An article by Wayne Curtis for The Atlantic takes a look at The New Science of Old Whiskey.
In April 2006, a tornado struck Warehouse C at the Buffalo Trace Distillery in Frankfort, Kentucky. In the aftermath, the building looked like a diorama: part of the roof and one wall had been artfully removed to reveal the 25,000 barrels stacked inside. Miraculously, not a single one of those barrels was damaged.
Repairing the warehouse took several months, and during that time the barrels on the upper floors were exposed to rain, heat, and sun. Mark Brown, Buffalo Trace’s president and CEO, joked at the time that the distillery should sell the whiskey as “tornado-surviving bourbon.”
It turned out to be no joke. The barrels were opened about five years later (the liquor inside had then aged for nine to 11 years) and, says Brown, “the darnedest thing is, when we went to taste the whiskey, it was really good. I mean really good.”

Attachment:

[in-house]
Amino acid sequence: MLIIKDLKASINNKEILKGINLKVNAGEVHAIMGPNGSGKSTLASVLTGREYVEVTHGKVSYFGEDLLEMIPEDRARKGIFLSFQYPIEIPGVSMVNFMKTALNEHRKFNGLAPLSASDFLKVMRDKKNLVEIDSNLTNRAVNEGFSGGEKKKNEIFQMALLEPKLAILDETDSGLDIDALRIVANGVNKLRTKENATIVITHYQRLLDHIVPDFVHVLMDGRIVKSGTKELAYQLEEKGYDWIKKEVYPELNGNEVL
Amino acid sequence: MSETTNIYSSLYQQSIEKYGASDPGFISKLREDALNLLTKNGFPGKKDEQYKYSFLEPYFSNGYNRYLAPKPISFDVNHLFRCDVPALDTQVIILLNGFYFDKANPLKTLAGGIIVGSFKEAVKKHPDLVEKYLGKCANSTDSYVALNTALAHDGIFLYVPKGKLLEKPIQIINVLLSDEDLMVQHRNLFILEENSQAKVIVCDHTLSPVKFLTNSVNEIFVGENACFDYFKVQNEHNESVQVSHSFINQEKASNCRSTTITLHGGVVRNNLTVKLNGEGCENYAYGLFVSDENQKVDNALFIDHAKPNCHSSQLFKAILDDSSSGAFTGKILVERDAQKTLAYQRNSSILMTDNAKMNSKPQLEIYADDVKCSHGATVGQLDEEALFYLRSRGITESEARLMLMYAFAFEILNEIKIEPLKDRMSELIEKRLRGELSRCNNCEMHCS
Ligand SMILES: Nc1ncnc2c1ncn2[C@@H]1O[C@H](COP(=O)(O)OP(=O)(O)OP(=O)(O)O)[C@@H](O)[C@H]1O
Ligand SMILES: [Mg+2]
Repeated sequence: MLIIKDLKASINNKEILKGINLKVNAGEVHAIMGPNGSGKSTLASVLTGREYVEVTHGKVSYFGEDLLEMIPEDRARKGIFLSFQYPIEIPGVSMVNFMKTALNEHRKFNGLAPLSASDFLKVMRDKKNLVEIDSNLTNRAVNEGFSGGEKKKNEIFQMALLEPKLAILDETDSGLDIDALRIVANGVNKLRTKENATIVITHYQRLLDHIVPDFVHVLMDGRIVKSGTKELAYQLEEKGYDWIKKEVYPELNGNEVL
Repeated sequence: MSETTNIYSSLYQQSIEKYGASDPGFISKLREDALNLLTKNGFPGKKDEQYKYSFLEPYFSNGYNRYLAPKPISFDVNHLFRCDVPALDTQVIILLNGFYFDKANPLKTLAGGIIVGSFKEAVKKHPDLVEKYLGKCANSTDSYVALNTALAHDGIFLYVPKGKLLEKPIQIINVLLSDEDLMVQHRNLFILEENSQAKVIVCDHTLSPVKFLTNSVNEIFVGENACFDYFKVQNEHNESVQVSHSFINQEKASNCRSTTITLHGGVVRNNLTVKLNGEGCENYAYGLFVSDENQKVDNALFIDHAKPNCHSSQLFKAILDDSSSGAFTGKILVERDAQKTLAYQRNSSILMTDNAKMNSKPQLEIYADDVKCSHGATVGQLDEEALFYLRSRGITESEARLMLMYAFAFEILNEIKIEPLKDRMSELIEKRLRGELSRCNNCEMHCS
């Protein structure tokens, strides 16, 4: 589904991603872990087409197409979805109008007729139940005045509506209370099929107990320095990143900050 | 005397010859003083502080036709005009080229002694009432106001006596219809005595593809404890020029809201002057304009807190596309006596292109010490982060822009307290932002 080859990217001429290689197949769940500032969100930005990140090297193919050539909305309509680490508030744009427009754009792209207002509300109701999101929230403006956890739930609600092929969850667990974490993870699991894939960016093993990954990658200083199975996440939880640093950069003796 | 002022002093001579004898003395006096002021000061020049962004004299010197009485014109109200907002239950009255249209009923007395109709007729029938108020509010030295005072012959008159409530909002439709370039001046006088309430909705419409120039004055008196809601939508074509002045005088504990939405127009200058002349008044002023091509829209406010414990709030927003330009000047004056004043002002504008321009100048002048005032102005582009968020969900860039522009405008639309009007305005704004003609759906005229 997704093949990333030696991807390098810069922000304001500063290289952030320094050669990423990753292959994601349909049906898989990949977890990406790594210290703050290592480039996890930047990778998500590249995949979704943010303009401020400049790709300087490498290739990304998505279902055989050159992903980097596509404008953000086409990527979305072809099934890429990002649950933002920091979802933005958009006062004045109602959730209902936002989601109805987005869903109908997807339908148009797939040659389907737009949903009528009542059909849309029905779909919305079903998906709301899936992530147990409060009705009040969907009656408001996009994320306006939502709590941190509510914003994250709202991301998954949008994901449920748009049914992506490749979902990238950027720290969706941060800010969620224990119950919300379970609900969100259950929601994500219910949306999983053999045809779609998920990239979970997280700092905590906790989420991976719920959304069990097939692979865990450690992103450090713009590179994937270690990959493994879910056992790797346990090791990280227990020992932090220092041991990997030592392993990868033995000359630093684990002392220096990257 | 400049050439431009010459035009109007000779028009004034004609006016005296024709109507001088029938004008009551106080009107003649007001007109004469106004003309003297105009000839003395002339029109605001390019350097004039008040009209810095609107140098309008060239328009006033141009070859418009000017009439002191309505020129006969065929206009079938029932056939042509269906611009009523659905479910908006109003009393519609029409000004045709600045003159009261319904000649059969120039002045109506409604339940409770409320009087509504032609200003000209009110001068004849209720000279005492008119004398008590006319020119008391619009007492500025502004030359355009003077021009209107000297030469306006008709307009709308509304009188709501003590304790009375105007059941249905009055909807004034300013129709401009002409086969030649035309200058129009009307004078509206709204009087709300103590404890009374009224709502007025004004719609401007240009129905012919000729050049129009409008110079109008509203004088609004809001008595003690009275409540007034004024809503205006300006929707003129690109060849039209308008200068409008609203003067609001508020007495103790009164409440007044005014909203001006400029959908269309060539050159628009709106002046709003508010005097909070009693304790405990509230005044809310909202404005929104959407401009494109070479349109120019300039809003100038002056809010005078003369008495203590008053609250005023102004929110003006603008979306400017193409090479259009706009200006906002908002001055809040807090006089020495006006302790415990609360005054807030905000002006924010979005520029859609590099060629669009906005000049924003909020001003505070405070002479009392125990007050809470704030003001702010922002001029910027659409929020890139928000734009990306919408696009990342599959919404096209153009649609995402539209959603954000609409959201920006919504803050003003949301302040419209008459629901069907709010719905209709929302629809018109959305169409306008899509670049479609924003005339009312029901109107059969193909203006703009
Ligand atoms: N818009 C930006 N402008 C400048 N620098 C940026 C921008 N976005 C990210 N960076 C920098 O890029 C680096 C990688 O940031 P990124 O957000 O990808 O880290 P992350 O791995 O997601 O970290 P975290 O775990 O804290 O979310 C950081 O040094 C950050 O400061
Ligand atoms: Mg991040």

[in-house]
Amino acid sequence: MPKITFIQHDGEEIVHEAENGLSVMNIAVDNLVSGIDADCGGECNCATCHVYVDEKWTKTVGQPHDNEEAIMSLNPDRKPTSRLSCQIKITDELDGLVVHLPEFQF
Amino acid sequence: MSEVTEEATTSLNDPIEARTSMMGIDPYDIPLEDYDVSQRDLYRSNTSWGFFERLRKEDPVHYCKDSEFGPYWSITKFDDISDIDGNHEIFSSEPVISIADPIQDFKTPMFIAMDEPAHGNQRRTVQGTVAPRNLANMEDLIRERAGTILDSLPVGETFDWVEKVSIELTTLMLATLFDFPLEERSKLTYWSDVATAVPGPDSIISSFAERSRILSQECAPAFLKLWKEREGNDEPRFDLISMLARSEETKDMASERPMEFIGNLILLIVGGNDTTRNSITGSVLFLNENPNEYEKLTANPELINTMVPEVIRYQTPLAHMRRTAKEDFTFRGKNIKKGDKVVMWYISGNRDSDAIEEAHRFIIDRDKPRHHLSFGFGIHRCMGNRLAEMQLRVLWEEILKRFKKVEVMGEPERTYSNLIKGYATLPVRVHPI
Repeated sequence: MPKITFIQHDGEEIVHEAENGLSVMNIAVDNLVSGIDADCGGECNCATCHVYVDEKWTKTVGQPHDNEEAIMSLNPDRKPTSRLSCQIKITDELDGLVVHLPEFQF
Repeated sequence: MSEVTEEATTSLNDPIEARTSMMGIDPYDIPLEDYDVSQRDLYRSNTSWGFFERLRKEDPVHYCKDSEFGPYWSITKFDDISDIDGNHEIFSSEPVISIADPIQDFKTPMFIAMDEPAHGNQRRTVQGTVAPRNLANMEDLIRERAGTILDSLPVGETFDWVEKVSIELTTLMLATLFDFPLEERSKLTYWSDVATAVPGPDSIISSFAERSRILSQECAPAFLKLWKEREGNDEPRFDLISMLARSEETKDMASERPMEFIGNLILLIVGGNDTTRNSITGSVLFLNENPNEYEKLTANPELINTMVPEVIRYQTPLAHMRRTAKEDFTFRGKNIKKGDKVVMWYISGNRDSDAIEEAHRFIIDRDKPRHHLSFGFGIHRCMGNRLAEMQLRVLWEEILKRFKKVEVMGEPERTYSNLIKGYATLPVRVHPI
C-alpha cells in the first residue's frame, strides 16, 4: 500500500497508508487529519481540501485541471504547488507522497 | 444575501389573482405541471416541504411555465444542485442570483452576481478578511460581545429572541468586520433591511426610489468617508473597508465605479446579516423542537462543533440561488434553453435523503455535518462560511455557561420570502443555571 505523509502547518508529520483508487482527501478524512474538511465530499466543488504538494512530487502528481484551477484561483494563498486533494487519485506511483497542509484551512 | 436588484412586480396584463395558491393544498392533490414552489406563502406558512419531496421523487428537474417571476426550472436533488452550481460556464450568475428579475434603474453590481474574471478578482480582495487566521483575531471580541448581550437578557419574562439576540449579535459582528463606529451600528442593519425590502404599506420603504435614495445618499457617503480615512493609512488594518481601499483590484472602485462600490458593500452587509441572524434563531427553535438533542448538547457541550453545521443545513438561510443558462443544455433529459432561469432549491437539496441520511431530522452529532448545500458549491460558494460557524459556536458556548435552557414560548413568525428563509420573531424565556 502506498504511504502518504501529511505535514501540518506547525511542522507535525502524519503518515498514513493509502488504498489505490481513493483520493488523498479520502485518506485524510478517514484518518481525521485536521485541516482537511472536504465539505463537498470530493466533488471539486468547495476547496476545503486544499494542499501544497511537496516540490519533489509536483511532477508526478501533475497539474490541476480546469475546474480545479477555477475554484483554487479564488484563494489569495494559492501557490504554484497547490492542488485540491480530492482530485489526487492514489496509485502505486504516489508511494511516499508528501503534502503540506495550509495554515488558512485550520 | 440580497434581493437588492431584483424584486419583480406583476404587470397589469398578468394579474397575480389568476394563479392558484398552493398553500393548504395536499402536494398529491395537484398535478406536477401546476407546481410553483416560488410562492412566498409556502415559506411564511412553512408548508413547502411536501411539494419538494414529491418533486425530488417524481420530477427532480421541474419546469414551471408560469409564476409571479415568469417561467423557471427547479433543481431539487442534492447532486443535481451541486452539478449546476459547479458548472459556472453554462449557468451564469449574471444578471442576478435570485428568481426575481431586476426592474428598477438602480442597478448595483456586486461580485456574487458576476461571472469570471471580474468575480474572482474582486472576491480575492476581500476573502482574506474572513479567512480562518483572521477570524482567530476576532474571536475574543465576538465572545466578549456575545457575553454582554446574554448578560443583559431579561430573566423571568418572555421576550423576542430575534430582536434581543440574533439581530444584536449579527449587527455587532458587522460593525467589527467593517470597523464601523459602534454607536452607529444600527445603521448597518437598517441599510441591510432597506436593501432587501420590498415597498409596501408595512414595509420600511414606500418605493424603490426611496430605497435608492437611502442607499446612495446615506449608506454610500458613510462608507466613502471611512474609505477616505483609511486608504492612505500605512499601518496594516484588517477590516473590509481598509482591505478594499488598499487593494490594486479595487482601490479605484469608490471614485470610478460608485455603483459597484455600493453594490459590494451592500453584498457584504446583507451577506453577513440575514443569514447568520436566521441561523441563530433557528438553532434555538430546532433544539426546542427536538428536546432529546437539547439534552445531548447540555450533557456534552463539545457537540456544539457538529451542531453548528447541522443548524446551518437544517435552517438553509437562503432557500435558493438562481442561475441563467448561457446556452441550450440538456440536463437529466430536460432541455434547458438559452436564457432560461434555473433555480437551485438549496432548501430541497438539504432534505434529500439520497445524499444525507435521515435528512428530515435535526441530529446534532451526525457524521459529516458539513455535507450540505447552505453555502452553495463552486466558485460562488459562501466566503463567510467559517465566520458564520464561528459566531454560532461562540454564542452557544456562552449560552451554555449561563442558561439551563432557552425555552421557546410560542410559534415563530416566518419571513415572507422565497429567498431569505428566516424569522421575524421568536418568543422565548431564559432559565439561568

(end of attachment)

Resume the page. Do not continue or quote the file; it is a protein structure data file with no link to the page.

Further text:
Go read about the new era of whiskey: science, data, testing and tasting.
I’m more familiar with the America-centric history of networked computing, so I’m always fascinated to read about things that were happening in other parts of the world. Jeremy Rossman takes a look at France’s Minitel system and how it provided one of the first app stores.
In the early eighties the French government vaulted its country’s tech industry a decade ahead of the rest of the world by introducing a computer terminal called the Minitel. Rolled out as a beta product in 1980 and launched to the French public in 1983, every household with a landline subscription was eligible for a free Minitel. Its killer launch app was a digital version of the yellow pages — to encourage adoption the government cancelled the production of [the] paper [version].
Fabien Sanglard takes an in-depth look at the Doom 3 source code.
Getting our hands on the source code of such a ground breaking engine is exciting. Upon release in 2004 Doom III set new visual and audio standards for real-time engines, the most notable being “Unified Lighting and Shadows”. For the first time the technology was allowing artists to express themselves on an hollywood scale.